billion (3 percent), and research and development at $1 billion 
(1 percent). Authorizations for military construction and 
family housing would be $2 billion (11 percent) less than the 
current-year appropriations for those activities.
    For DOE and other programs, the $18 billion that would be 
authorized for 2012 represents a $2 billion (9 percent) 
increase over the level appropriated for 2011.

      TABLE 1.--BUDGETARY IMPACT OF H.R. 1540, THE NATIONAL DEFENSE AUTHORIZATION ACT FOR FISCAL YEAR 2012
----------------------------------------------------------------------------------------------------------------
                                                               By fiscal year, in millions of dollars--
                                                     -----------------------------------------------------------
                                                                                                          2012-
                                                        2012      2013      2014      2015      2016      2016
----------------------------------------------------------------------------------------------------------------
                                        SPENDING SUBJECT TO APPROPRIATION

Authorization of Regular Appropriations for 2012,
 Primarily for the Departments of Defense and
 Energy:
    Authorization Level.............................   571,328         0         0         0         0   571,328
    Estimated Outlays...............................   362,274   129,681    45,993    17,066     6,790   561,804
Authorization of Appropriations for Overseas
 Contingency Operations:
    Authorization Level.............................   118,940         0         0         0         0   118,940
    Estimated Outlays...............................    60,684    40,808    11,571     3,459       990   117,512
    Total:
        Authorization Level.........................   690,268         0         0         0         0   690,268
        Estimated Outlays...........................   422,958   170,489    57,564    20,525     7,780   679,316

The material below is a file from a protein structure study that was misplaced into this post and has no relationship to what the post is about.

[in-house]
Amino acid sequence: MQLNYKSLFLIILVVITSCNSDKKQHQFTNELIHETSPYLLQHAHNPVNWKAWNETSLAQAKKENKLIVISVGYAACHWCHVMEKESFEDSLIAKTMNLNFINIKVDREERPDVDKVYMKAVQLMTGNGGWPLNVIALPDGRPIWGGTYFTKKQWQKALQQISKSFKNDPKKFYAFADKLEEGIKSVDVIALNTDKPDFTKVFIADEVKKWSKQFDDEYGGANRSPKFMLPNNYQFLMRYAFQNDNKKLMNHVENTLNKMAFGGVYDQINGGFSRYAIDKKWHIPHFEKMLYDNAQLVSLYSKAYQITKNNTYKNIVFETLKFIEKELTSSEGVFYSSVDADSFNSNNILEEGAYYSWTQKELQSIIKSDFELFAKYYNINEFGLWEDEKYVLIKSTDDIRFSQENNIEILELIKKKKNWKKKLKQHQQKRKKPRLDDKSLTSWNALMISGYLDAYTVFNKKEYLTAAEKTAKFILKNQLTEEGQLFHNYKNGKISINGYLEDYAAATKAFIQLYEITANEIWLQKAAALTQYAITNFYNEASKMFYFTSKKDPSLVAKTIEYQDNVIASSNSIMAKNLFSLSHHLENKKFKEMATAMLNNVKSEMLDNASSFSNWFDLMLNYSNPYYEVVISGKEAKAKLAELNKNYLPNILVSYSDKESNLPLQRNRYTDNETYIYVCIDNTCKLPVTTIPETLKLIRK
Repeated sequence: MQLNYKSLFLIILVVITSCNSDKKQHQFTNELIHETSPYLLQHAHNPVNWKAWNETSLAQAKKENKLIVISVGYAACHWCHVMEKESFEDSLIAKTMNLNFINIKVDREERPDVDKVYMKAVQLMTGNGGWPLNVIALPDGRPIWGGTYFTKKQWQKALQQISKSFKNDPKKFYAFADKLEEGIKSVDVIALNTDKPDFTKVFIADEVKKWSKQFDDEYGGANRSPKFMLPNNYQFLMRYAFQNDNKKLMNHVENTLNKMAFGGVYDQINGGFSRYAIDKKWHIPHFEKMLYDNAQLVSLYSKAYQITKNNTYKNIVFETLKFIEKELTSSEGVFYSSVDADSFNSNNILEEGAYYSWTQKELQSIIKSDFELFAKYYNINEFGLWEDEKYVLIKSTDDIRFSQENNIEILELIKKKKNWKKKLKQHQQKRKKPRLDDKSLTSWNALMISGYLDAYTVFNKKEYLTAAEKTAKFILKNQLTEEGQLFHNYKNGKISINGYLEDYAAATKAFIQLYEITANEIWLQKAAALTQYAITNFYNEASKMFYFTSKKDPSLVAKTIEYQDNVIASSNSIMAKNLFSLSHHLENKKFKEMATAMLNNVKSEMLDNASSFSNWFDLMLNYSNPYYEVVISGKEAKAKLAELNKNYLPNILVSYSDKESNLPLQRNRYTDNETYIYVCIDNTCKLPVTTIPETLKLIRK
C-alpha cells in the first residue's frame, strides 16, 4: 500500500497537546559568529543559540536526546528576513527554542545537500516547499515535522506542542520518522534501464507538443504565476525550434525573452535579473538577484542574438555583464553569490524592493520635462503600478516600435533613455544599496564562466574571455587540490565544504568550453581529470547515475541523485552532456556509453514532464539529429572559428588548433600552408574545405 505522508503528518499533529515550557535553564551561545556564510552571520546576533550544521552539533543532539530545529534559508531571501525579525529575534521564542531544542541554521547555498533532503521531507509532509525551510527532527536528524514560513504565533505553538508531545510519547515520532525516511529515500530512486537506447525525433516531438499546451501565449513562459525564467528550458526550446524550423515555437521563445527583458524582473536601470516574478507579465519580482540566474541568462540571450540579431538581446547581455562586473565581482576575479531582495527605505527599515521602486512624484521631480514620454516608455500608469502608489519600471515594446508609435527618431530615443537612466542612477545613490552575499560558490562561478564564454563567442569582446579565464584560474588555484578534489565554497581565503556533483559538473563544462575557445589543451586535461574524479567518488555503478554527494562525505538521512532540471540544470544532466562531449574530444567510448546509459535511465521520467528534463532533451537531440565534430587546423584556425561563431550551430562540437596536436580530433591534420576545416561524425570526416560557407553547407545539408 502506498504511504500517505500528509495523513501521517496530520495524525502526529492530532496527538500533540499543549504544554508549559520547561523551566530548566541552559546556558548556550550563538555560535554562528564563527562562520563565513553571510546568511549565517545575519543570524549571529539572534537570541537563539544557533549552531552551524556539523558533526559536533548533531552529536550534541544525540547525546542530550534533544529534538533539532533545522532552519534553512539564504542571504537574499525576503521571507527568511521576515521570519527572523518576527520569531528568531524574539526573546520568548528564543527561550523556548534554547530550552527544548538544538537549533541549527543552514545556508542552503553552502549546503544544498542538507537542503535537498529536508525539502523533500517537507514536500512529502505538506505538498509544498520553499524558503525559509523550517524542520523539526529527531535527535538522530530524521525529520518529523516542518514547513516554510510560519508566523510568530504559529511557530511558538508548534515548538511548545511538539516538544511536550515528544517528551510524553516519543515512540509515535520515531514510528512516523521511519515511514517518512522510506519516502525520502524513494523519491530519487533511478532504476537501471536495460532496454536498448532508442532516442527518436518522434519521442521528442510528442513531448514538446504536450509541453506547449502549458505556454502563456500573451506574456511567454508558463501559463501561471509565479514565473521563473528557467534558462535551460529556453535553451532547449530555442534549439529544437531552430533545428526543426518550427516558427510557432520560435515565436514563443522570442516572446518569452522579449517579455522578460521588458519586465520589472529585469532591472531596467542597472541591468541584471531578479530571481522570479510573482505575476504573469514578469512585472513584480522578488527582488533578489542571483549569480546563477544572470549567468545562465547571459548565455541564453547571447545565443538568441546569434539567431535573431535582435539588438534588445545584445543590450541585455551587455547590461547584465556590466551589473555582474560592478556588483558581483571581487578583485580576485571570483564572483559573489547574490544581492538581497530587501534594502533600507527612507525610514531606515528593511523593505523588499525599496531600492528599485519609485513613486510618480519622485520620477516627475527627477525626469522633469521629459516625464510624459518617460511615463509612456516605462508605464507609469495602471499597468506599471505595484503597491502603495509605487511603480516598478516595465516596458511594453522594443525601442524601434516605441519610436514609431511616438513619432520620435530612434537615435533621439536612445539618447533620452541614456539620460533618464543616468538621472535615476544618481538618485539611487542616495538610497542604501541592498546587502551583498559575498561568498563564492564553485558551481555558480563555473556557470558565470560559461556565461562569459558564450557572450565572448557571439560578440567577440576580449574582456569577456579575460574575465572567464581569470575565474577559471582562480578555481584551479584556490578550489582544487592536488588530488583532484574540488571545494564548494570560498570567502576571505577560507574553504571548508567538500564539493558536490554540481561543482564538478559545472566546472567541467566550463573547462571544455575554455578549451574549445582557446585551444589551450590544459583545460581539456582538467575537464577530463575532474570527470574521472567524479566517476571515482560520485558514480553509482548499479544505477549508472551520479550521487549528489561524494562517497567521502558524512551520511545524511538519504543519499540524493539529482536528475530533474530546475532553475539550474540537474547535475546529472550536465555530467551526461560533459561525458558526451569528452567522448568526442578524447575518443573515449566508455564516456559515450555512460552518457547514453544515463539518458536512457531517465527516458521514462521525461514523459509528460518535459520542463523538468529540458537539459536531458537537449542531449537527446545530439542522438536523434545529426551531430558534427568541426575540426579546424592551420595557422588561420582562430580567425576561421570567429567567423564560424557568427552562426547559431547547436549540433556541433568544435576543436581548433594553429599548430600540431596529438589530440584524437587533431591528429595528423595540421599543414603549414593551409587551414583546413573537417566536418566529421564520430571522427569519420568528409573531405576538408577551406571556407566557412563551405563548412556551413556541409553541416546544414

CHANGES IN DIRECT SPENDINGa

Estimated Budget Authority..........................         *        24       -25         *        -1         *
Estimated Outlays...................................         *        20       -24         2        -1       -1
----------------------------------------------------------------------------------------------------------------
\a\In addition to the changes in direct spending shown above, H.R. 1540 would have effects beyond 2016. CBO
  estimates that over the 2012-2021 period, H.R. 1540 would decrease direct spending by $3 million (see Table
  4).
Notes: The authorization levels in this table reflect amounts specifically authorized by the bill. The bill also
  implicitly authorizes some activities in 2013 and future years; those authorizations are not included above
  (but estimates for a select number of them are shown in Table 3) because funding for those activities would be
  covered by specific authorizations in future years.
Numbers may not sum up to totals because of rounding; * = between -$500,000 and $500,000.

    The $119 billion that would be authorized for 2012 overseas 
contingency operations--primarily for military operations in 
Iraq and Afghanistan--represents a decrease of about $40 
billion (25 percent) compared to the $159 billion appropriated 
for 2011. That authorized level would be consistent with the 
Administration's budget request, which assumes a drawdown of 
all U.S. troops in Iraq by December 31, 2011, and a reduction 
of force levels in Afghanistan. Authorizations for all 
categories of contingency funding would be decreased--operation 
and maintenance by $20 billion (18 percent), procurement by $13 
billion (46 percent), military personnel by $5 billion (31 
percent), and the remaining categories by a total of $2 
billion.

                                 TABLE 2.--SPECIFIED AUTHORIZATIONS IN H.R. 1540
----------------------------------------------------------------------------------------------------------------
                                                               By fiscal year, in millions of dollars--
                                                     -----------------------------------------------------------
                                                                                                          2012-
                                                        2012      2013      2014      2015      2016      2016
----------------------------------------------------------------------------------------------------------------
Authorization of Regular Appropriations:
    Department of Defense:
        Military Personnel:a
            Authorization Level.....................   142,164         0         0         0         0   142,164
            Estimated Outlays.......................   134,767     6,950       171        37         0   141,925
        Operation and Maintenance:
            Authorization Level.....................   204,878         0         0         0         0   204,878
            Estimated Outlays.......................   147,097    43,808     8,366     2,148       738   202,157
        Procurement:
            Authorization Level.....................   112,940         0         0         0         0   112,940
            Estimated Outlays.......................    25,600    40,725    26,462    11,088     4,354   108,229
        Research and Development:
            Authorization Level.....................    75,580         0         0         0         0    75,580
            Estimated Outlays.......................    38,124    27,486     5,637     2,117       982    74,346